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    In the recent Microsoft security bulletin for Internet Explorer, we found an interesting improvement for mitigating UAF (User After Free) vulnerability exploits.  The improvement, which we will name as “isolated heap”, is designed to prepare an isolated heap for many objects which often suffers from UAF vulnerabilities.

    Let’s use Internet Explorer 11 as an example. Before it was patched, the function CHeadElement::CreateElement allocates memory space from the heap. The code is as follows:

    figure1_isolateheap

    Figure 1. The function CHeadElement::CreateElement

    From Figure 1, we can see the memory space is allocated from the heap g_hProcessHeap, which is the IE default heap. In other words, all these IE objects share the same heap.  After the patch, in the sample location, the code was changed to the following:

    figure2_isolateheap

    figure3_isolateheap

    Figures 2 and 3. The function CHeadElement::CreateElement after the patch

    From Figures 2 and 3, we can see that Internet Explorer now allocates memory space from the heap g_hIsolatedHeap. In other words, these class objects which use the isolated heap do not share the same heap with IE’s other objects.

    How can an isolated heap mitigate UAF vulnerability exploits?

    The first routine of UAF vulnerability exploits is to use controlled objects to occupy the memory space which is owned by the UAF object. Some recent Internet Explorer zero-day vulnerabilities such as CVE-2014-0322 and CVE-2014-1776 used this technique.

    We can summarize the technique of occupying space in the following steps:

    1. Use String or Array to make a buffer which can be controlled by attacker.  For example: “var d=b.substring(0,(0x340-2)/2);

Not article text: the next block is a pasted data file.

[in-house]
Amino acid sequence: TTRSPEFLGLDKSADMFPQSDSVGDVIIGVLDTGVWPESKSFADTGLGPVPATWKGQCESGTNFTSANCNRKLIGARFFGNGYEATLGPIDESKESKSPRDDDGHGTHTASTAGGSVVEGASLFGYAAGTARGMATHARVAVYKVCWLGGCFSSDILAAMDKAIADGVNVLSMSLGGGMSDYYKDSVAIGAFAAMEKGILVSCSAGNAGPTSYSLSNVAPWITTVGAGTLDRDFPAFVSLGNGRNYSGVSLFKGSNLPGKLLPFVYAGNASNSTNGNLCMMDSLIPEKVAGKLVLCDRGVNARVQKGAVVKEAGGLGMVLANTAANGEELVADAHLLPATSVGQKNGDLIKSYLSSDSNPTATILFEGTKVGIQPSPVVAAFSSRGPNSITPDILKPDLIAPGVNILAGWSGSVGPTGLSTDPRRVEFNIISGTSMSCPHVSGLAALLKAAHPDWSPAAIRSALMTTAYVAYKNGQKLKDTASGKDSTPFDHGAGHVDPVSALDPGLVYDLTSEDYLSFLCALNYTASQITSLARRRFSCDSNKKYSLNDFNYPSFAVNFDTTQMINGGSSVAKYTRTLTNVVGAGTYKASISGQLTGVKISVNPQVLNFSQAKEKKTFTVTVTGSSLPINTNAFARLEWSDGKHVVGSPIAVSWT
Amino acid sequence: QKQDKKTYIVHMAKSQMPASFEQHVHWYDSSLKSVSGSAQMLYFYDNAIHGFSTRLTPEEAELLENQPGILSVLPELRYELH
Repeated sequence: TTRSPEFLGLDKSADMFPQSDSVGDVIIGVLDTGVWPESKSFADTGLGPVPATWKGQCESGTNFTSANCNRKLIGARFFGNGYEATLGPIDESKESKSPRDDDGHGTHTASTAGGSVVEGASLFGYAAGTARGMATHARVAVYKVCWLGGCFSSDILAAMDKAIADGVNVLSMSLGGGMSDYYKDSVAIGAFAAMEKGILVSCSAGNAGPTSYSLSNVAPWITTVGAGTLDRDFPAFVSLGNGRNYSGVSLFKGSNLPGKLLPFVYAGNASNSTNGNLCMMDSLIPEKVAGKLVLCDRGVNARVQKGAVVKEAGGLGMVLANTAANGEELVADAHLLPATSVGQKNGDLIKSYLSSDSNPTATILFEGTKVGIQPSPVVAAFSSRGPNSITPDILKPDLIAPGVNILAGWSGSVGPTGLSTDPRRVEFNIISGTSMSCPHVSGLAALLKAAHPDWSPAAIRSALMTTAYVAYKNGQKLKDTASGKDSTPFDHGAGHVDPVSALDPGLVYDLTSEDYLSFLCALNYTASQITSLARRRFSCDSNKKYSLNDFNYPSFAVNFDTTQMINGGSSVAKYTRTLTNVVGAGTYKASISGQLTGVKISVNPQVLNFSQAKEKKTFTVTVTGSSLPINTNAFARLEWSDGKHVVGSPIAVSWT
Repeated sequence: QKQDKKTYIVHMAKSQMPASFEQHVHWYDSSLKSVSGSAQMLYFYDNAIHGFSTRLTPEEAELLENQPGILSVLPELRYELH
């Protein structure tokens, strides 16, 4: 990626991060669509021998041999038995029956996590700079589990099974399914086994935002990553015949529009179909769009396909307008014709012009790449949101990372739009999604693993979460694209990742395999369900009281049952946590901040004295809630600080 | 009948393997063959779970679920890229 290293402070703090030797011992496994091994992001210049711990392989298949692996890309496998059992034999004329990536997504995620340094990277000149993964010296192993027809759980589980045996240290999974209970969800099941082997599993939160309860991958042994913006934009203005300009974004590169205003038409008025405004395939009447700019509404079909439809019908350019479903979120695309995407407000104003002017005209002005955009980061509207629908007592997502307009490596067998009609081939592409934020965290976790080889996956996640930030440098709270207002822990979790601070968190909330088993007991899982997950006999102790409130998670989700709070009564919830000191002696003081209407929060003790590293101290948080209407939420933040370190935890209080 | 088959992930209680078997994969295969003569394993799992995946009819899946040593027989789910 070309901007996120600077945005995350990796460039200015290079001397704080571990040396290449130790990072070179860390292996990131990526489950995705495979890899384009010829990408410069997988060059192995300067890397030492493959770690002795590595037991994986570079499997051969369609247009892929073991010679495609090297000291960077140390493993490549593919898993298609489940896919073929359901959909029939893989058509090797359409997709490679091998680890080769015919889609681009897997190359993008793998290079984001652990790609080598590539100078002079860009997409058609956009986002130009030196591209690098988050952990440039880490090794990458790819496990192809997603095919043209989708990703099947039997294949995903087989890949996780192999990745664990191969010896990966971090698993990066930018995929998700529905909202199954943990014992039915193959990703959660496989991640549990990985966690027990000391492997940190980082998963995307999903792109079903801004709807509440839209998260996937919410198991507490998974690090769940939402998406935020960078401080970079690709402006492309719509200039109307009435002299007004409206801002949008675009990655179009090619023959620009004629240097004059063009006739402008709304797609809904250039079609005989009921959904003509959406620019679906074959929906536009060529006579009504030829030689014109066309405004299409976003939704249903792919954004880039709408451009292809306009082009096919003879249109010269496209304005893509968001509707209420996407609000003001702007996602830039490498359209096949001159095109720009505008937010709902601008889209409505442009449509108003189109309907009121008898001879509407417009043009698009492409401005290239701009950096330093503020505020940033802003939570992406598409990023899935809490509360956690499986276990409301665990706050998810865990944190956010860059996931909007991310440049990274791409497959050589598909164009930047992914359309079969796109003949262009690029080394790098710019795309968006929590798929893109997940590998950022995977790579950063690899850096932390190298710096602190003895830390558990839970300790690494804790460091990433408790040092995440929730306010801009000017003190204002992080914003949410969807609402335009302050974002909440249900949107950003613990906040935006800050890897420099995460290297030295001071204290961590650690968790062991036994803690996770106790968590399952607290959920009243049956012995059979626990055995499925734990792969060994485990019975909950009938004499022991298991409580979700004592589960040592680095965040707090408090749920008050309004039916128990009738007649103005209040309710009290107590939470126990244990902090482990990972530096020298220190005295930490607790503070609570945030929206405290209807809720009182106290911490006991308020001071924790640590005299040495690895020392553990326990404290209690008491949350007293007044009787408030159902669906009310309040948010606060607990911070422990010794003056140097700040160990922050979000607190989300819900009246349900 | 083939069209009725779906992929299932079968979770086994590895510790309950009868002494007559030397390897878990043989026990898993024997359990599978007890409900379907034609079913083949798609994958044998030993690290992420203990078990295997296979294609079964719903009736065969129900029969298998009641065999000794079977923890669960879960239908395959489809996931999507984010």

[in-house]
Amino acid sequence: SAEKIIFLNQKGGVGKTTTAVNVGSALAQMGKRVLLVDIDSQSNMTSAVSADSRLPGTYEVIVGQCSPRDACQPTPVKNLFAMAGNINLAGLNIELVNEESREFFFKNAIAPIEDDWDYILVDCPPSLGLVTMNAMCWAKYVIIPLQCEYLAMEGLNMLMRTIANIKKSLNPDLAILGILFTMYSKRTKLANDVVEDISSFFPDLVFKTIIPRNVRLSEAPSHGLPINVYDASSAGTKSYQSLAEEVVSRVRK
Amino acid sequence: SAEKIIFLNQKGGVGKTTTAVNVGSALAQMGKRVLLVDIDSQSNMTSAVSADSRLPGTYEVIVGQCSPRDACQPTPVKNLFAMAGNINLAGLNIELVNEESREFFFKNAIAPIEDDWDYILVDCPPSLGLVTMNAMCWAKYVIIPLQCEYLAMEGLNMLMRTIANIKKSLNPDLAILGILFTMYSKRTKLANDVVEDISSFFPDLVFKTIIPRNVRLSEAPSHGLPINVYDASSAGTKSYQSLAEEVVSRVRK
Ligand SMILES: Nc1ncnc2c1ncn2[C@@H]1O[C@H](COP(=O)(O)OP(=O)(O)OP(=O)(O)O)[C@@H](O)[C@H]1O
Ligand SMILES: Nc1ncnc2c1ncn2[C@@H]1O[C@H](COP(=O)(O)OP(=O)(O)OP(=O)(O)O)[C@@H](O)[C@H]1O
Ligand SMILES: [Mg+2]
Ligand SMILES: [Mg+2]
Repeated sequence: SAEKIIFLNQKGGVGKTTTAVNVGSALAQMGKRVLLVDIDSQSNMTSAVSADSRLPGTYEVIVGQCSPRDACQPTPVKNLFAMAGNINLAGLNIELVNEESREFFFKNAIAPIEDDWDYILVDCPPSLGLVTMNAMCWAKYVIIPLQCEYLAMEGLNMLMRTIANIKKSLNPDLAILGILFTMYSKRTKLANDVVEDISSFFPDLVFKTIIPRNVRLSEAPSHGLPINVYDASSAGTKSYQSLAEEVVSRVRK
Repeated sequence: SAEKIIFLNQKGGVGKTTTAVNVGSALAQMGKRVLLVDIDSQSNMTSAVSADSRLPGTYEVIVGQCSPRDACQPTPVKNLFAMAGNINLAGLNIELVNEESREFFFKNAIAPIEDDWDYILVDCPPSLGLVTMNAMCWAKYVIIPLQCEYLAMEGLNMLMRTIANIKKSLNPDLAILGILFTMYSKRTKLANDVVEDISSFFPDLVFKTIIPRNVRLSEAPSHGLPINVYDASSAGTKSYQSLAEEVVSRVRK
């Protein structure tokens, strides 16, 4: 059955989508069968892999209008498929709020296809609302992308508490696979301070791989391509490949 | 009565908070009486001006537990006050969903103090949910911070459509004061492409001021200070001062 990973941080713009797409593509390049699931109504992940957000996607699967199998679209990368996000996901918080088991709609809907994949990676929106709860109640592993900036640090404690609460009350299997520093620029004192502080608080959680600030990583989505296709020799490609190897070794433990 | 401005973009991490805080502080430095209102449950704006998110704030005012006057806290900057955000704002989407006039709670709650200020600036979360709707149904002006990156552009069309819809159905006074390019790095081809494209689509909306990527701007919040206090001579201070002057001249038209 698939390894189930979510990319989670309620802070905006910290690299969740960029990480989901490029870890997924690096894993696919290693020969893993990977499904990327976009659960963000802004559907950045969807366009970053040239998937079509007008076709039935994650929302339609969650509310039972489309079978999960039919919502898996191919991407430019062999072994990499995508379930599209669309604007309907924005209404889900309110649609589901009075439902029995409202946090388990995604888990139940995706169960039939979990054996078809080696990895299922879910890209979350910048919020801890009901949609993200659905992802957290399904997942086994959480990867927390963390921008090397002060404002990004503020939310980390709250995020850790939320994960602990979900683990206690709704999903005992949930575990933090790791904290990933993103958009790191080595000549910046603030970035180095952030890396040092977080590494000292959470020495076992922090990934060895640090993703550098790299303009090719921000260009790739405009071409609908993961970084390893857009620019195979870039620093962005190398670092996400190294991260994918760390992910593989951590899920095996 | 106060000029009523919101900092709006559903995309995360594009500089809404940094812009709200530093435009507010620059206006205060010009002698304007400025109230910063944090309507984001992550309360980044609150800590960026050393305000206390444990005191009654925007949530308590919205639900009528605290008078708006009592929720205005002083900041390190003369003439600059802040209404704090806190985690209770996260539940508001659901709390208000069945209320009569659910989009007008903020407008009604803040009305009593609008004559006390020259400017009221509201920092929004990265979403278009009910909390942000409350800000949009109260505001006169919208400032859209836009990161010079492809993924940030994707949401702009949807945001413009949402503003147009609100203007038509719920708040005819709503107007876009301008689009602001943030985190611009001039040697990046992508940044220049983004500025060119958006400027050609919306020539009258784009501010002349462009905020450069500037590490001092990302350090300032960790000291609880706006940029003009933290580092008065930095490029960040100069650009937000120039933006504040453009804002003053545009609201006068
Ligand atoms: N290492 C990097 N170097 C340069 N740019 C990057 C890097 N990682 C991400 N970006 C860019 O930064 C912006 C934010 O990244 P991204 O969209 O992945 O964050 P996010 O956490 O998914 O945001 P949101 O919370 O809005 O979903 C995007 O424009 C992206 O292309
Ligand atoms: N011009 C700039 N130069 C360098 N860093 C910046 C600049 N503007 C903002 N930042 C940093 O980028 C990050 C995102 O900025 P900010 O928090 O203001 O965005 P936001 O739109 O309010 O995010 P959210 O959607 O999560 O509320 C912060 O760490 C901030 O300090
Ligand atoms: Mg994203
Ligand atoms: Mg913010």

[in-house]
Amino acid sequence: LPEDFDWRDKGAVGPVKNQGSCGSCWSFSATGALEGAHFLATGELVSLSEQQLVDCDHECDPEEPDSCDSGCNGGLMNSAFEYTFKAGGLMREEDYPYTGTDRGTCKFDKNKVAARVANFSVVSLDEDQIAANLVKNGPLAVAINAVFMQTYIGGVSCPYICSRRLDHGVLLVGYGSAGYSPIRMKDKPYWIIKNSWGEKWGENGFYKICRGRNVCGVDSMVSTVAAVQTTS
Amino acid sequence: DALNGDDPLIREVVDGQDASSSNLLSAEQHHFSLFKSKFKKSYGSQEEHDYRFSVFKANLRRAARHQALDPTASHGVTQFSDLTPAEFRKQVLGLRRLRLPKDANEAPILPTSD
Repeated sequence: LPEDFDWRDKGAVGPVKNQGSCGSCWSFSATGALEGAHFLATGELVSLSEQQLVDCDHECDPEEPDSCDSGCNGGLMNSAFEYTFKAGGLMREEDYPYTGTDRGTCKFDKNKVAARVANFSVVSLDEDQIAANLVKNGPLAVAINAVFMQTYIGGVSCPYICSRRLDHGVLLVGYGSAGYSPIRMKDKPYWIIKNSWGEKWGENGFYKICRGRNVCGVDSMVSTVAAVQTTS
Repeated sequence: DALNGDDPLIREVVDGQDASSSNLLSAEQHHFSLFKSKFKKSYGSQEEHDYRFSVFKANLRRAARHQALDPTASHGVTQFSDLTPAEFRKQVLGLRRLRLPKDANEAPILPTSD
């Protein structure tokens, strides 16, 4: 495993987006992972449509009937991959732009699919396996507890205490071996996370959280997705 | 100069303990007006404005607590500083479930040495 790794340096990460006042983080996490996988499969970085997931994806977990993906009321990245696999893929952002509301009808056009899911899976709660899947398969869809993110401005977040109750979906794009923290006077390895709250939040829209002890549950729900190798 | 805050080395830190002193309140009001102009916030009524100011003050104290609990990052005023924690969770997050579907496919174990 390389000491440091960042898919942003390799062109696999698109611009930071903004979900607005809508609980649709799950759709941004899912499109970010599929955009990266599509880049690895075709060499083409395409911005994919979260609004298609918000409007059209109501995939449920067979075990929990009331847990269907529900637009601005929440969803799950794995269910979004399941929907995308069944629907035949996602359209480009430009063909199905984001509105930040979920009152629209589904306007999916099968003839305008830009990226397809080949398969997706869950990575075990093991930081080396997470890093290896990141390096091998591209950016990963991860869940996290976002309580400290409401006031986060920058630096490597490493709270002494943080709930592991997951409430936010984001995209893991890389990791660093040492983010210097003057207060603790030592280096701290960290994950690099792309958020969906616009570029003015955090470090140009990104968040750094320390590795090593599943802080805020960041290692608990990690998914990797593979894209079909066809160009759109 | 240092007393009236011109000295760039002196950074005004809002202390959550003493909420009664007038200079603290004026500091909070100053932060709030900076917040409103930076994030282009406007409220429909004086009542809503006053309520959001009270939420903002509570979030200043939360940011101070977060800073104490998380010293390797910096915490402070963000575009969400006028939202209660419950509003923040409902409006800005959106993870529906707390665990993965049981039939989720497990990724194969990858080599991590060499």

2. Create an IE element object.  For example: “g_arr[a]=document.createElement(‘div’)
    3. Trigger vulnerability to free the target object.
    4. Set the attribute of the objects which is created by step 2 for many times with the String which is created in step 1. For example:

    for(a=0;a<arrLen;++a)
    {
    g_arr[a].className=d.substring(0,d.length);

    }

    In step 4, IE will allocate memory space in the heap g_hProcessHeap.  In the example for step 4, we can see the following part of the call stack:

    figure4_isolatedheap

     Figure 4. The function CAttrArray::Set() calling the function RtlAllocateHeap()

    In figure 4 we see CAttrArray::Set() calling the function RtlAllocateHeap(). The call stack is done with the following code:

    figure5_isolatedheap

    Figure 5. It uses RtlAllocateHeap with heap “g_hProcessHeap” and then copies the String ‘s data to this buffer.

    Before the latest patch, if the RtlAllocateHeap has the correct size, the probability that an attacker-controlled buffer could occupy the freed object’s memory space is high. But after the latest patch, the freed object is allocated in heap g_hIsolatedHeap, so there is no probability that the freed object memory space is occupied by the attacker-controlled buffer. The solution is a good way to mitigate UAF vulnerability exploits.

    From the patch‘s code,the heap g_hIsolatedHeap is used by HTML and SVG DOM Elements (CXXXElement) and supporting elements such as CTreeNode, CMarkup, CAttribute and so on. These objects have a high probability of having the UAF vulnerability, so it is important that they are secured through the isolated heap.

    Can the isolated heap solution mitigate UAF vulnerabilities completely?

    No solution is perfect. The improvement implemented by Microsoft raises the difficulty in creating an exploit, but it does not eliminate the vulnerability completely. There are two theoretical ways to bypass this protection:

    1. If attackers can find an object which meets the following three criteria instead of String:
      1. Allocated with the isolated heap.
      2. Correct size for the UAF object.
      3. Easily control the content of the object.

      What is not clear is if attackers can find a reasonable way to perform the above attack.

    2. Many objects are still using the process heap, not the isolated heap. If these objects encounter UAF vulnerability, the isolated heap solution doesn’t work. However, Microsoft can easily add objects to use the isolated heap if this becomes a problem down the road.

    We are glad that Microsoft is continuing to improve the security of Internet Explorer and mitigating the abuse of vulnerabilities. While the isolated heap is not a perfect solution, it represents a significant improvement that will help mitigate attacks of this type moving forward.





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